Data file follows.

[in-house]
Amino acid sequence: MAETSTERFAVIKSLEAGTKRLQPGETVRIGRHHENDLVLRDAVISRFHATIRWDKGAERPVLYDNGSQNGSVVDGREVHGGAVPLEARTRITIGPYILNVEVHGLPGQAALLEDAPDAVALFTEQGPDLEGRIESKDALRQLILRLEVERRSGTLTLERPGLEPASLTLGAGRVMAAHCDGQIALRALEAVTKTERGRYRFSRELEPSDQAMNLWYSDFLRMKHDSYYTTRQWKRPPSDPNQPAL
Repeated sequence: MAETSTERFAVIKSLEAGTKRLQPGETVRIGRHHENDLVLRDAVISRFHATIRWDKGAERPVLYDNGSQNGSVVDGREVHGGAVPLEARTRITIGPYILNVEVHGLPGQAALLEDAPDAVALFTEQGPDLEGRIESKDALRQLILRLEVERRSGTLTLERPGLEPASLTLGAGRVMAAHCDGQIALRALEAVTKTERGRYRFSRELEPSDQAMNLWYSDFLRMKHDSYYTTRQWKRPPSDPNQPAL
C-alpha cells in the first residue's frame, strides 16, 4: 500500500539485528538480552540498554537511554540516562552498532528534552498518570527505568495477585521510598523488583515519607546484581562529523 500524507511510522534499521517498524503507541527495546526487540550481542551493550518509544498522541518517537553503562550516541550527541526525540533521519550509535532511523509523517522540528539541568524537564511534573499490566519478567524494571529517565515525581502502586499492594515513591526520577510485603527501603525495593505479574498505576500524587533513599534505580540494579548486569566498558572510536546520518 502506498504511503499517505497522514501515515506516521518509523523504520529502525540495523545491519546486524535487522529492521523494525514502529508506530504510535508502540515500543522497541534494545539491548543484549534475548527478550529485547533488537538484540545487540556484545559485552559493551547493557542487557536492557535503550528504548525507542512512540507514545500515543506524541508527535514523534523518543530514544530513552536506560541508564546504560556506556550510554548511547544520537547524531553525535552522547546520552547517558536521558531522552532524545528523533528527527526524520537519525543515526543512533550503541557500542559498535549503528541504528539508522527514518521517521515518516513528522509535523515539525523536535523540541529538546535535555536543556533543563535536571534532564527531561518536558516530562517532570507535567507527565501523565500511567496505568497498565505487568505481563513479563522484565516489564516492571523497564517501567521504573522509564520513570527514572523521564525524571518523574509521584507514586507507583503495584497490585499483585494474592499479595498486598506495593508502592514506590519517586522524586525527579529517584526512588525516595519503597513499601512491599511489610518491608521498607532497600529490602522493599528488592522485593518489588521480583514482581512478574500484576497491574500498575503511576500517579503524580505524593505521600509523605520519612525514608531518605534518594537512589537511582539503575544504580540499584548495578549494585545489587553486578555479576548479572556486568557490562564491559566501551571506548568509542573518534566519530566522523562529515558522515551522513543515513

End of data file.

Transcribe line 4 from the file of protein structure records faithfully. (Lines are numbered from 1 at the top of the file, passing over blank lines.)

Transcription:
C-alpha cells in the first residue's frame, strides 16, 4: 500500500539485528538480552540498554537511554540516562552498532528534552498518570527505568495477585521510598523488583515519607546484581562529523 500524507511510522534499521517498524503507541527495546526487540550481542551493550518509544498522541518517537553503562550516541550527541526525540533521519550509535532511523509523517522540528539541568524537564511534573499490566519478567524494571529517565515525581502502586499492594515513591526520577510485603527501603525495593505479574498505576500524587533513599534505580540494579548486569566498558572510536546520518 502506498504511503499517505497522514501515515506516521518509523523504520529502525540495523545491519546486524535487522529492521523494525514502529508506530504510535508502540515500543522497541534494545539491548543484549534475548527478550529485547533488537538484540545487540556484545559485552559493551547493557542487557536492557535503550528504548525507542512512540507514545500515543506524541508527535514523534523518543530514544530513552536506560541508564546504560556506556550510554548511547544520537547524531553525535552522547546520552547517558536521558531522552532524545528523533528527527526524520537519525543515526543512533550503541557500542559498535549503528541504528539508522527514518521517521515518516513528522509535523515539525523536535523540541529538546535535555536543556533543563535536571534532564527531561518536558516530562517532570507535567507527565501523565500511567496505568497498565505487568505481563513479563522484565516489564516492571523497564517501567521504573522509564520513570527514572523521564525524571518523574509521584507514586507507583503495584497490585499483585494474592499479595498486598506495593508502592514506590519517586522524586525527579529517584526512588525516595519503597513499601512491599511489610518491608521498607532497600529490602522493599528488592522485593518489588521480583514482581512478574500484576497491574500498575503511576500517579503524580505524593505521600509523605520519612525514608531518605534518594537512589537511582539503575544504580540499584548495578549494585545489587553486578555479576548479572556486568557490562564491559566501551571506548568509542573518534566519530566522523562529515558522515551522513543515513